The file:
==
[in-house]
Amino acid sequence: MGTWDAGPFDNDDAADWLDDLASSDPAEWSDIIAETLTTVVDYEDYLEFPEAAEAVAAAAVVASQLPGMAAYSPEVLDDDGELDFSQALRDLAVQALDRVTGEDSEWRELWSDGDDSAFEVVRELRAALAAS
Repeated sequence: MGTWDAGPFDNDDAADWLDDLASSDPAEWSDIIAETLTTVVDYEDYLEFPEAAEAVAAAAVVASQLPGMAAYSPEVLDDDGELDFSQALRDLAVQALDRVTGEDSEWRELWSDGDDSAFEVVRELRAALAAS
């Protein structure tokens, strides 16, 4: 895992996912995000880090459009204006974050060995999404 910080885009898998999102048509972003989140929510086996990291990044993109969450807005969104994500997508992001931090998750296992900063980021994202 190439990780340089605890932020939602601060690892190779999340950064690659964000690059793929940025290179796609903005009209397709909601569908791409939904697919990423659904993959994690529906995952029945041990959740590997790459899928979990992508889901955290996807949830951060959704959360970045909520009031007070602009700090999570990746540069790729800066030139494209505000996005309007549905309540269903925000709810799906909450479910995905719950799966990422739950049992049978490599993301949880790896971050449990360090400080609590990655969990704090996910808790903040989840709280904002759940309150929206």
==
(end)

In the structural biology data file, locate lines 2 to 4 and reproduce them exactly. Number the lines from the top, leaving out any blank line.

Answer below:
Amino acid sequence: MGTWDAGPFDNDDAADWLDDLASSDPAEWSDIIAETLTTVVDYEDYLEFPEAAEAVAAAAVVASQLPGMAAYSPEVLDDDGELDFSQALRDLAVQALDRVTGEDSEWRELWSDGDDSAFEVVRELRAALAAS
Repeated sequence: MGTWDAGPFDNDDAADWLDDLASSDPAEWSDIIAETLTTVVDYEDYLEFPEAAEAVAAAAVVASQLPGMAAYSPEVLDDDGELDFSQALRDLAVQALDRVTGEDSEWRELWSDGDDSAFEVVRELRAALAAS
């Protein structure tokens, strides 16, 4: 895992996912995000880090459009204006974050060995999404 910080885009898998999102048509972003989140929510086996990291990044993109969450807005969104994500997508992001931090998750296992900063980021994202 190439990780340089605890932020939602601060690892190779999340950064690659964000690059793929940025290179796609903005009209397709909601569908791409939904697919990423659904993959994690529906995952029945041990959740590997790459899928979990992508889901955290996807949830951060959704959360970045909520009031007070602009700090999570990746540069790729800066030139494209505000996005309007549905309540269903925000709810799906909450479910995905719950799966990422739950049992049978490599993301949880790896971050449990360090400080609590990655969990704090996910808790903040989840709280904002759940309150929206």